Review: Dynasty Warriors: Next | PSNStores

Review: Dynasty Warriors: Next

Posted by on March 25th, 2012 | 0 Comments | Tags: , , ,

Dynasty Warriors: Next was the 10th most downloaded Vita game on the PSN last month. The title puts the hardware to the test and ends up performing on par with the PS3. The Vita’s screen makes everything brighter and really lets some of those character models pop. Dynasty Warriors: Next is packed with content making for hours of replay value in numerous modes.

This title utilizes a lot of Dynasty Warriors 7/Dynasty Warriors 7: Xtreme Legends assets. They look and sound on par with the PS3, if not better because of the Vita’s screen. This game is the one that I pull out to show off the power of the hardware to my friends. It’s pretty surprising just how many characters they can pack on the screen. The only time you’re going to experience some minor chugs is when fire breathing tiger cannons crowd the area with too many other characters. Yeah, fire breathing tiger cannons. You’ll hear familiar tunes as well, and they all do an excellent way of setting the tone for the ridiculous battles you’ll undertake.

Story mode takes an abbreviated way of telling many of the main tales from the lore of The Three Kingdoms. You’ll battle province by province, some of which being randomly generated setups of a pool of generic maps. These bookend important battles that usually get their own map and larger piece of the story. Minor events (like Cao Cao’s escape and Zhang Fei’s defense of the bridge) now take place as mini games. This title uses the Vita’s motion and touch controls to shake things up. I liked drawing calligraphy to call forth the winds and stopping surprise ambushes using the six axis tilt like it was augmented reality. Some fall flatter like when you just have to touch the screen to take out charging guys for 2 minutes. The biggest use of the touch controls comes with a battle at the end of each level which is a one on one duel. It is sort of a rock paper scissors kind of gameplay which starts out dull but eventually gets really challenging towards the end of the game. It took a ton of practice but now I like the feature.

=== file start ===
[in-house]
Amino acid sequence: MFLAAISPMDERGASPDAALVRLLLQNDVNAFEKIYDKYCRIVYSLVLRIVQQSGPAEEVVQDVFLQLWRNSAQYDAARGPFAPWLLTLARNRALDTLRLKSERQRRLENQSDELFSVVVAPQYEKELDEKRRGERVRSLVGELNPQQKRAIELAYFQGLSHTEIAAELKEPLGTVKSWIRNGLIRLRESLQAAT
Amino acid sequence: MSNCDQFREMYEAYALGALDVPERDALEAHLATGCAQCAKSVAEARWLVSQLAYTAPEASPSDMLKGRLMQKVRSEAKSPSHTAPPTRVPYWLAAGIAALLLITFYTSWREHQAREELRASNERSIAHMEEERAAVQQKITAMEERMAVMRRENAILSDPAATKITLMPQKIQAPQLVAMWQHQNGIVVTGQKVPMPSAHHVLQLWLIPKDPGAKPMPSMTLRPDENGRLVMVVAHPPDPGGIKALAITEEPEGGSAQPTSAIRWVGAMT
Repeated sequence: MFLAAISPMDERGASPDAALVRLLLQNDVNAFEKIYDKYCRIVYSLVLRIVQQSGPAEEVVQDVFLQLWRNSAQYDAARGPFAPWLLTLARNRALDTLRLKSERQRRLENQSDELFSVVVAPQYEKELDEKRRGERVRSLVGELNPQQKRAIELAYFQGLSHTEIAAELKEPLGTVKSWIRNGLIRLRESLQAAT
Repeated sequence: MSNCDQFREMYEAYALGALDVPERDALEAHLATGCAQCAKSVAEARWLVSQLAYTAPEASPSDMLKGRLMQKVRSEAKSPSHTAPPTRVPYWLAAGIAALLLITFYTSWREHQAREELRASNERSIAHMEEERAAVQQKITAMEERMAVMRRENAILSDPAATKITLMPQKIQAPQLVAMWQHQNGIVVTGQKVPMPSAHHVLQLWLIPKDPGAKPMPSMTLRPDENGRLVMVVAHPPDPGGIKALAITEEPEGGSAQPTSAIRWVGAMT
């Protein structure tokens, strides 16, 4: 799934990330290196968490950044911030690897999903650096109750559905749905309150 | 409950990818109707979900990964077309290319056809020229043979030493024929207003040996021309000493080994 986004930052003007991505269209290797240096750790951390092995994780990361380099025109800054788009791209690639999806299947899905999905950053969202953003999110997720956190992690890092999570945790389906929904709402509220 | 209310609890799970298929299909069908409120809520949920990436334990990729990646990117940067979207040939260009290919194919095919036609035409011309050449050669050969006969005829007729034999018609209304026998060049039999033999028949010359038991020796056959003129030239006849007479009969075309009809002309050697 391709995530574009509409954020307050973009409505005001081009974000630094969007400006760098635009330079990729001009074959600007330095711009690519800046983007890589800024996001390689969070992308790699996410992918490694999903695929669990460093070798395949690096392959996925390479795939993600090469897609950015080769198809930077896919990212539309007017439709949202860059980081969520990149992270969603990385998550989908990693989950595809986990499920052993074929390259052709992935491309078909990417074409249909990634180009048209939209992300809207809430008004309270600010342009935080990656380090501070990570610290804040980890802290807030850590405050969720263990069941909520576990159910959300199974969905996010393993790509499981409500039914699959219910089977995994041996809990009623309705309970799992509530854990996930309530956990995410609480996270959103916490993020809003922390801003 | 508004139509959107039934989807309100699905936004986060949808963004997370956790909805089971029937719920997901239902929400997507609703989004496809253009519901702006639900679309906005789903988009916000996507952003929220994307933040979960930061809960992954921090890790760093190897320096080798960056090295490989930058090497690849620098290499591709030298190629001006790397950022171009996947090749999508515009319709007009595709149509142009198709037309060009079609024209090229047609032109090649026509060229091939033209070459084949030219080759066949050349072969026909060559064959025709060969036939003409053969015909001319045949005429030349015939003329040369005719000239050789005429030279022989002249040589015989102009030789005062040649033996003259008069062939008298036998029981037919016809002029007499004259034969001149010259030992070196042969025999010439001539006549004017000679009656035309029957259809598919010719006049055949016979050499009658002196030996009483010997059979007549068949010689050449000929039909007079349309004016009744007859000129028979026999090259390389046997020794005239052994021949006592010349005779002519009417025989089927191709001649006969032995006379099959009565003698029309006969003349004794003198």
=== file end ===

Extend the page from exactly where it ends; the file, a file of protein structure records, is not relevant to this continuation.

Besides the combat many are accustomed to, this iteration of the series brings back the base mechanic from Dynasty Warriors 5 or Dynasty Warriors 6. By capturing bases you weaken the main base at the end. There are numerous types of bases which each buff different aspects of your army. Some give you 2x attack buffs, others launch arrow attacks, and my favorite; they spawn Battle Pandas. You’ll also find that bases respawn enemy officers… and usually quickly. I feel like you have to fight tooth and nail sometimes to finish the level, something that other titles usually lack. Your AI officers aren’t completely useless either, as they will capture bases for you which are welcome surprises. Back to touch controls briefly. Throughout the level you can charge up a special attack that allows you to instantly capture a base. It certainly adds an extra element of strategy to help advance your forces. There is also a touch “Musou” allowing for a much more devastating attack that helps charge up your special attack bar.

There is a passive online setting that allows for surprise duels, buffs, and character cards when enabled. You can also give away prizes to your friends using Near functionality which is a neat add on. There is also an ad hoc multi player called Coalition mode, and an interesting edit mode that lets you make your own officers. Coalition mode has you playing against 1 or more computer controlled regions as you take turns battling to take territories. As I’ve said, this game is packed with content, and I’m still working at unlocking Lu Bu. It lasts longer than anything else out there right now and it’s no surprise it’s on the list for most downloaded Vita Title.

A copy of this game was provided by the publisher for review purposes. For more info on our review policy click here. This review is for the PlayStation Vita version of the game.

General Info

  • Touch Duels (at first)
  • Menu’s Art Direction
  • Level Repetition